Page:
The Lacuna is a brilliantly crafted novel, part historical fiction and part political statement. Its protagonist is Harrison Shepherd, an American-born author who spent his childhood in Mexico, and most of his adult life in the United States. As a young boy in Mexico, Harrison spent hours in the sea, exploring underwater wildlife and la lacuna: “Not a cave exactly but an opening, like a mouth, that swallows things. … It goes into the belly of the world. (p. 35)” He later found work as a secretary and cook for the artists Diego Rivera and Frida Kahlo, and became acquainted with Leon Trotsky who lived with them during part of his exile.
The book is presented as a compilation of Shepherd’s diaries, kept religiously almost since he could write. Shepherd’s stenographer Violet Brown transcribed the diaries after his death. And in this labor of love the English definition of lacuna applies:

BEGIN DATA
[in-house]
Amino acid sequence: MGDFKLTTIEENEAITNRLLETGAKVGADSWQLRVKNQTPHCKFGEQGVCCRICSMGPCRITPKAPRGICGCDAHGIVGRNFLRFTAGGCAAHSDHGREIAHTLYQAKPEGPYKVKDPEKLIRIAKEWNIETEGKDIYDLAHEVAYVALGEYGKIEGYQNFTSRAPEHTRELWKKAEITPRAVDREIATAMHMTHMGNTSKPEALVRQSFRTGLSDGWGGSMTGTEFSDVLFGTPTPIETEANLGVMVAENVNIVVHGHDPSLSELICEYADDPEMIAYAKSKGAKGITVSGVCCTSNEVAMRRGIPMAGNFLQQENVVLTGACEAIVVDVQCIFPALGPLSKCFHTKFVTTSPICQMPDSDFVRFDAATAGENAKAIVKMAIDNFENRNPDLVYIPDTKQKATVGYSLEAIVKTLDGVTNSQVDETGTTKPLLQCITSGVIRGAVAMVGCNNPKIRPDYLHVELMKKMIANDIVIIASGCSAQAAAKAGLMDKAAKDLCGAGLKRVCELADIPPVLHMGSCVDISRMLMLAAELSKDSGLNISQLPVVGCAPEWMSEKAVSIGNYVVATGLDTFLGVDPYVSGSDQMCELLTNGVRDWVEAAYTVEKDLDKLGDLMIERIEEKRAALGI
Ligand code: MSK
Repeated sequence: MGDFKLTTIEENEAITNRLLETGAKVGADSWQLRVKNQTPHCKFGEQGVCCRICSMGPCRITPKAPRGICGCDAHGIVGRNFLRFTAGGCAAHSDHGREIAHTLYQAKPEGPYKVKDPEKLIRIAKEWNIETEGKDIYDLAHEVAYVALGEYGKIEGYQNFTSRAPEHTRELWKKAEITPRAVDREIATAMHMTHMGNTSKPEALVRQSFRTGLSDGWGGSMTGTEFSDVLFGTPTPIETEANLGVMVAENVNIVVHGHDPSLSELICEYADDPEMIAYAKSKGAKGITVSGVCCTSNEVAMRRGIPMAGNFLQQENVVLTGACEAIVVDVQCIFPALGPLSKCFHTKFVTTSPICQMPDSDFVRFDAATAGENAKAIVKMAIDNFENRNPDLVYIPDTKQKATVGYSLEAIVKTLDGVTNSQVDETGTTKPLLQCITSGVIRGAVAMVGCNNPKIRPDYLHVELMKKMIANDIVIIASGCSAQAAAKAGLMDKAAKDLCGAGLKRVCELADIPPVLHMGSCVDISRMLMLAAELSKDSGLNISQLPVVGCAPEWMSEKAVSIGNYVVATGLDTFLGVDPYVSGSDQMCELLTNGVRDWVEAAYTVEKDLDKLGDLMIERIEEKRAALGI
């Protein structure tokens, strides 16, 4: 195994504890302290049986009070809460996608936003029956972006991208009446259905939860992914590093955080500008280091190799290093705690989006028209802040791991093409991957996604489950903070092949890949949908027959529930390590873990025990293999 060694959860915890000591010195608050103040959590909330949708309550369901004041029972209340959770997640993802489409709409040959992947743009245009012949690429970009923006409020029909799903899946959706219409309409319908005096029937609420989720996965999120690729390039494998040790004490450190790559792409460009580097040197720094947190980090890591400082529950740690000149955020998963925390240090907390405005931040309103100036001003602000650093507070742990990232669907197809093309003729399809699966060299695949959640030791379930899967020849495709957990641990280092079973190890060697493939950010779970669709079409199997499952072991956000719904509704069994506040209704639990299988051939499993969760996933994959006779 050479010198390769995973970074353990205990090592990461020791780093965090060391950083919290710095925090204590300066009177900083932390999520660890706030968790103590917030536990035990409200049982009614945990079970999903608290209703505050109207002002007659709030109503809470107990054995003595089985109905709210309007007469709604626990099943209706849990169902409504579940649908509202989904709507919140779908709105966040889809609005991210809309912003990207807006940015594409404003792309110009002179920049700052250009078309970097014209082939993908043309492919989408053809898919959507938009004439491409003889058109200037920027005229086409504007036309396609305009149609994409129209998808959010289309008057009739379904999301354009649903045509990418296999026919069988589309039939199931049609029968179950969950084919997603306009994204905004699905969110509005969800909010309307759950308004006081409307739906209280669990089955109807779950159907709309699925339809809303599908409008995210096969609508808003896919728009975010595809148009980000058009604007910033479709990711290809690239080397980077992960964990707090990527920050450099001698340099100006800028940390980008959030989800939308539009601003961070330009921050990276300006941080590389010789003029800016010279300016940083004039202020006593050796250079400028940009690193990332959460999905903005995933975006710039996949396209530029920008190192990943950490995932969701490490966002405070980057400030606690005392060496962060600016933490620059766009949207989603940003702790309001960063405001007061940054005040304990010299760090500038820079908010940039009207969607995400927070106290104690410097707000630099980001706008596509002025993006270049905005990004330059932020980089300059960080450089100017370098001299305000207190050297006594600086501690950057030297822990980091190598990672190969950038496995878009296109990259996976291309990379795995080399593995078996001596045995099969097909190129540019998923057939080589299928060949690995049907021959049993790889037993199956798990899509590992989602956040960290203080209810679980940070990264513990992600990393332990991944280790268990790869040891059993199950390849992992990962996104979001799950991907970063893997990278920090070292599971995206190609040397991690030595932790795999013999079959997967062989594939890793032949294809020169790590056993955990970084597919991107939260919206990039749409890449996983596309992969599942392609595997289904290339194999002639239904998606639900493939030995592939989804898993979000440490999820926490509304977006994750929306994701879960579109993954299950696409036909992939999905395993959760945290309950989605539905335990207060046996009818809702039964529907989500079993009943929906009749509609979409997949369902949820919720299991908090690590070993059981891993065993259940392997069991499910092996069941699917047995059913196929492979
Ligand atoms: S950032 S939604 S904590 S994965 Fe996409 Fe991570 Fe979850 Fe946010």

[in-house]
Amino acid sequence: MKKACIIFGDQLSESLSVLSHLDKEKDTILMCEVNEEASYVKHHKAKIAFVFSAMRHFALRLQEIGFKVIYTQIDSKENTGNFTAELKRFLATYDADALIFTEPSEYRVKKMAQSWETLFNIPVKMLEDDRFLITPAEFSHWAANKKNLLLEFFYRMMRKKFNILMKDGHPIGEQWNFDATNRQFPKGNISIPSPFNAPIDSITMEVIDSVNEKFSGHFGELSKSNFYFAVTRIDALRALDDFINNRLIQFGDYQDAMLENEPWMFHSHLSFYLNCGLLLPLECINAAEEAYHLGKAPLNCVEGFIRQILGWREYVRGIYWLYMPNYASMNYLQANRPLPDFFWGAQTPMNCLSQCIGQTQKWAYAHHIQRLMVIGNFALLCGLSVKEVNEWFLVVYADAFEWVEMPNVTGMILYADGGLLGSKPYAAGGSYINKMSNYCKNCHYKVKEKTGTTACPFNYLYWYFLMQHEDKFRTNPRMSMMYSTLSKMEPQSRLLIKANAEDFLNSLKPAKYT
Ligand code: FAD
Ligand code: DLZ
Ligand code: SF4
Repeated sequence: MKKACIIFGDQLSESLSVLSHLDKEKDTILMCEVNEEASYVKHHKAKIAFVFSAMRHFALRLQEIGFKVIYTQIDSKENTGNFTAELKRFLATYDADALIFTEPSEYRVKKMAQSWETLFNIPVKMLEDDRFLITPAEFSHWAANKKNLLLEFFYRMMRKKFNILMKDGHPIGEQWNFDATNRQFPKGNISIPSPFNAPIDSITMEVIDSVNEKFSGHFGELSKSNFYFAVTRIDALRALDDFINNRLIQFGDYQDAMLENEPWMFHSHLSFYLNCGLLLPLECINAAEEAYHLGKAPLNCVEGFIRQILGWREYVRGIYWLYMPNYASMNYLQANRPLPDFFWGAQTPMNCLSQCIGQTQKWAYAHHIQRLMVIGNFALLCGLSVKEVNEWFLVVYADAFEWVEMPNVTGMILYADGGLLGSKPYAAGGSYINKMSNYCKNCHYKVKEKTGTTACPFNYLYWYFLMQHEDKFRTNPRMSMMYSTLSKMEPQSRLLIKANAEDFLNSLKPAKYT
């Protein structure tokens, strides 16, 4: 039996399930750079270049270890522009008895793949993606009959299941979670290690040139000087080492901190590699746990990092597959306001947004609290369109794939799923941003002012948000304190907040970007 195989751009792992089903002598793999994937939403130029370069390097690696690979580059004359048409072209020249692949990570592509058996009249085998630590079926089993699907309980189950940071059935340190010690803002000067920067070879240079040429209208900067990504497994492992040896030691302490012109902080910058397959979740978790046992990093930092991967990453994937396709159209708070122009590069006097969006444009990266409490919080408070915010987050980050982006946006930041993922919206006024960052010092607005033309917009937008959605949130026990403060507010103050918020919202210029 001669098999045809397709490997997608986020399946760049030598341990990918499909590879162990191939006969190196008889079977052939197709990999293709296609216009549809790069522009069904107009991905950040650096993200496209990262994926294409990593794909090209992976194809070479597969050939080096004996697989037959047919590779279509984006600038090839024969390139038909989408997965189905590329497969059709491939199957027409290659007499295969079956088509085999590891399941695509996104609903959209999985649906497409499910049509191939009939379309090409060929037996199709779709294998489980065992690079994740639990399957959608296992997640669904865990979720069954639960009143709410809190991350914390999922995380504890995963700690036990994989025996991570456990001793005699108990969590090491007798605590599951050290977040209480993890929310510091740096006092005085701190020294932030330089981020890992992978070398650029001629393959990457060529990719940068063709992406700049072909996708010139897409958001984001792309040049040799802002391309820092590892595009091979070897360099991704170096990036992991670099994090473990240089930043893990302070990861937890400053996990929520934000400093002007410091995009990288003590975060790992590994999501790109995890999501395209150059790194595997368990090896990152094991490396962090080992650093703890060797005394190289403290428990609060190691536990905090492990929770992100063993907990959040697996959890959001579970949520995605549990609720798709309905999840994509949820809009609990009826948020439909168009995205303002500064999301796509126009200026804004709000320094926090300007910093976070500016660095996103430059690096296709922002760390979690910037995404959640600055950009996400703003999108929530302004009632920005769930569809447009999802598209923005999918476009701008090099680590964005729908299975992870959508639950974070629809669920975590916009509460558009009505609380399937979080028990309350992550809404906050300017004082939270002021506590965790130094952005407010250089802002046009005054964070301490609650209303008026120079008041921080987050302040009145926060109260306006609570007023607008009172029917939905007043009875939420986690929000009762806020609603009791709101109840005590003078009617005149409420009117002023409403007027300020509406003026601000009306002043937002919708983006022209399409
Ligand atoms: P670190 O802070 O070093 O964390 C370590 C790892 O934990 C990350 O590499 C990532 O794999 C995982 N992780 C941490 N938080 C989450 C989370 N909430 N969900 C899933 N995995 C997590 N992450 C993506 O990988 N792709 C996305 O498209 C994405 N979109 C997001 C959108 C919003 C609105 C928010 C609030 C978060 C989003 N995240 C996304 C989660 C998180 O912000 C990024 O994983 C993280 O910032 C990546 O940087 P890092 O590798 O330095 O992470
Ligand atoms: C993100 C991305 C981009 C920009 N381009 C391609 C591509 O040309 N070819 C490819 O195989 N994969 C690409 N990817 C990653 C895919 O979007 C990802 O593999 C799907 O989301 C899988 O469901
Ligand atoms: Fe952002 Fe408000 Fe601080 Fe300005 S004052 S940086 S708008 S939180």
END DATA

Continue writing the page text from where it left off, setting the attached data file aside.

The notebook that burned, then. People who make a study of old documents have a name for this very kind of thing, a missing piece. A lacuna, it’s called. The hole in the story, and this one is truly missing still … (p. 112)
Shepherd became a famous author, writing adventure and romance novels set in Mexico. He was unmarried, and somewhat of a recluse, emotionally scarred by certain events in his life. In the late 1940s he found himself under FBI scrutiny, after they discovered his previous association with Trotsky. Kingsolver writes convincingly about the growing hysteria in the country during the time of the House Un-American Activities Committee:
“Whenever I hear this kind of thing,” he said, “a person speaking about constitutional rights, free speech, and so forth, I think, ‘How can he be such a sap? Now I can be sure that man is a Red.’ A word to the wise, Mr. Shepherd. We just do not hear a real American speaking in that manner.” (p. 443)
While the story dealt directly with McCarthyism, I don’t think Kingsolver was only writing about that era, over half a century ago. The second half of The Lacuna reminded me of the years immediately following September 11, 2001: the prevailing American public opinion, and resulting public policy. This was a clever way for Kingsolver to express her own political views. And at the same time, she wrote a complex story with likable characters and a conclusion that tied a number of elements together in a most satisfying way.